On the subject of vehicles, Kelley said Mirolli has made comments about the coroner's vehicle "rusting away." But he's mistaken, he said, if he's referring to the silver 2003 Ford Expedition that sits mostly idle at Kelley's house. That is Kelley's own vehicle, one he used before the county purchased a coroner vehicle - a white 2003 Ford Expedition - in about 2003, after he had used his own vehicle to transport dead bodies for the first several years in office. He notes he has never asked for a new county vehicle.

Billing controversy

Mirolli has also cast up the funeral billing controversy involving Kelley from 2012. Commissioner Stephen Bridy called an impromptu news conference at which he accused Kelley of a possible conflict of interest for submitting a bill to the county for funeral expenses for a teen who had died while in county foster care.

According to the County Code, no public official or employee can enter into any contract valued at $500 or more with the governmental body with which he's associated.

Mirolli became involved when he posted a copy of the $5,755 bill on his own website, but said at the time it had nothing to do with rumors he was running for coroner, and he downplayed suggestions he was friends with Bridy.

The bill had been submitted Jan. 30 and paid by the county Feb. 8 with no questions, until Bridy's press conference.

Mirolli said Kelley should have billed Union County to avoid any appearance of a possible conflict of interest.

"It's cut and dried. He violated the County Code," Mirolli said.

Kelley said the fact that the death occurred in Union County is, in fact, what allowed him to be involved without any conflict of interest. The Northumberland County coroner's office was not involved, and Kelley was involved only as a funeral director, he said.

The victim was in the foster program overseen by Northumberland County Children & Youth Services. Kelley said he was asked by the family, through Children and Youth, to carry out the funeral, which involved two viewings at opposite ends of the county, and Children and Youth said "send us the bill," Kelley said, so he did.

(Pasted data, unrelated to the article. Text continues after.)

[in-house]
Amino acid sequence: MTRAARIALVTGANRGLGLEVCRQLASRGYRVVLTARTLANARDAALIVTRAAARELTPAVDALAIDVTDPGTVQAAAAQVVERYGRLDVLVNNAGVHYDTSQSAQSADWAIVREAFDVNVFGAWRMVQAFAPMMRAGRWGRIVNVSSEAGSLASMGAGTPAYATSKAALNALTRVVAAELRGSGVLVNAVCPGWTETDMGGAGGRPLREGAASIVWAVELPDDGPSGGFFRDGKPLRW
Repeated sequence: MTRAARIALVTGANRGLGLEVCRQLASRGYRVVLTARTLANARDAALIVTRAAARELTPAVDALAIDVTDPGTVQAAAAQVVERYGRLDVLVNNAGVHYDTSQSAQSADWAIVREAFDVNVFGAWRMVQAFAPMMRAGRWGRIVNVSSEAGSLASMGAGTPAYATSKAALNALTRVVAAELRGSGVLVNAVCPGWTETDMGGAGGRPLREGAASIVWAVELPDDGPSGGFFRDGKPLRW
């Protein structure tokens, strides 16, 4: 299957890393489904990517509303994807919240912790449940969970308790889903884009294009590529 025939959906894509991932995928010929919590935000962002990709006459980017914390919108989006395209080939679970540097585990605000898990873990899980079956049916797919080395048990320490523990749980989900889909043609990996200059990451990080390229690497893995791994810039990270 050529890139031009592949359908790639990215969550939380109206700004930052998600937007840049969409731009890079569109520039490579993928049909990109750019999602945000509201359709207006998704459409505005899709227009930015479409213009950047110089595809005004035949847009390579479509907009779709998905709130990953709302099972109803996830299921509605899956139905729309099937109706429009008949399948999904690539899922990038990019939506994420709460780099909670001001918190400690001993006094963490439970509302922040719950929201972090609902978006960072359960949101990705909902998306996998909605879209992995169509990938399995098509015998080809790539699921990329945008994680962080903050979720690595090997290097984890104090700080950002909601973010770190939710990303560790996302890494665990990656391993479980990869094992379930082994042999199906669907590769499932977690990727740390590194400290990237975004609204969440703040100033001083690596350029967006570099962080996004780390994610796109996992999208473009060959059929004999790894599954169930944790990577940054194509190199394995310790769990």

The state Attorney General's office cleared Kelley of any wrongdoing, but Mirolli says the agency "dropped the ball."

Kelley said he was blindsided by the claims he did something unethical. He said he could have avoided drawing attention to the issue by billing the family instead and billing the county. But, he said, he had nothing to hide.

He chalks it up to a "political attack" by Bridy. Why? "To help a friend," Kelley said.

Potential conflicts

Mirolli points to the foster child funeral billing as a reason he would not have a funeral director on his staff. In response, Kelley said he and his deputies go to great lengths to avoid such issues.

When dealing with a family that needs services in the Shamokin-Coal Township area, the coroner or his deputies read from an alphabetical list of local funeral homes, but never mention Kelley Funeral Home, Kelley said. The same applies for the Olley-Gotlob Funeral Home, where the chief deputy is a co-owner, when dealing with deaths in the Sunbury area, Kelley said.

"Even if it's someone I know and we've buried in their family before, I still ask the same question," he said, that being, "Is there a funeral home we can contact for you."

"I don't think there's a conflict; I really don't," Kelley said. "If they want to select me, it's not because I told them."

Kelley said the recent support he received from 13 funeral homes in the county in the midst of the salary cut debate should dispel any notion about conflicts of interest that Mirolli says are inherent in having a funeral director as coroner.

"One of the proudest days of my life is when I opened The New-Item and saw the letter to the editor of support from my fellow colleagues," he said. "I don't think every funeral home in the county would have got together and done something like that if I had ever done anything unethical."